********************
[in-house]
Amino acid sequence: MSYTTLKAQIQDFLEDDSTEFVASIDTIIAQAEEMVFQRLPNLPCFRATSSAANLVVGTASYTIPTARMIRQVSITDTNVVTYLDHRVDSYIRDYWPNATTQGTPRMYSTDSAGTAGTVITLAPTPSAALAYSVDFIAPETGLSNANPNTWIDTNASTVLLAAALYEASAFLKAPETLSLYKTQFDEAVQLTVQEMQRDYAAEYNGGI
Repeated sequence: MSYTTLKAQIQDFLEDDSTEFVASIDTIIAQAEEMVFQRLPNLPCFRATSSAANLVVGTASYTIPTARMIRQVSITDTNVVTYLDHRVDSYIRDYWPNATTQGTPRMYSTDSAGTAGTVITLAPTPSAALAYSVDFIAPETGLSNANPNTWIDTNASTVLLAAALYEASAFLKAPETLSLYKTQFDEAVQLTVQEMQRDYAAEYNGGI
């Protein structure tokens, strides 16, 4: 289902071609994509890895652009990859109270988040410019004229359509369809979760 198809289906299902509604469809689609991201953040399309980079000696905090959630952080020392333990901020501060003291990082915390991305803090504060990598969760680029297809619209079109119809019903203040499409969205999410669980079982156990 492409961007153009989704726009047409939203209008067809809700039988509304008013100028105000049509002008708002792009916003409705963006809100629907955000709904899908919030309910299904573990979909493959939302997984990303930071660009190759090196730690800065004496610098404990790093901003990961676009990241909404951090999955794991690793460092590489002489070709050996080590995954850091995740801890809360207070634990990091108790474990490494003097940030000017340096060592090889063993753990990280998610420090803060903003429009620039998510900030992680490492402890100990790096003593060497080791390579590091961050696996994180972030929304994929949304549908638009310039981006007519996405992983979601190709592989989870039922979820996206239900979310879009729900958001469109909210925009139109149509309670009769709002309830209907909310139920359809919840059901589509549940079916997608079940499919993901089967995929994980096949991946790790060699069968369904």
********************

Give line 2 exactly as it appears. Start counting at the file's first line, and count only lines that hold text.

Amino acid sequence: MSYTTLKAQIQDFLEDDSTEFVASIDTIIAQAEEMVFQRLPNLPCFRATSSAANLVVGTASYTIPTARMIRQVSITDTNVVTYLDHRVDSYIRDYWPNATTQGTPRMYSTDSAGTAGTVITLAPTPSAALAYSVDFIAPETGLSNANPNTWIDTNASTVLLAAALYEASAFLKAPETLSLYKTQFDEAVQLTVQEMQRDYAAEYNGGI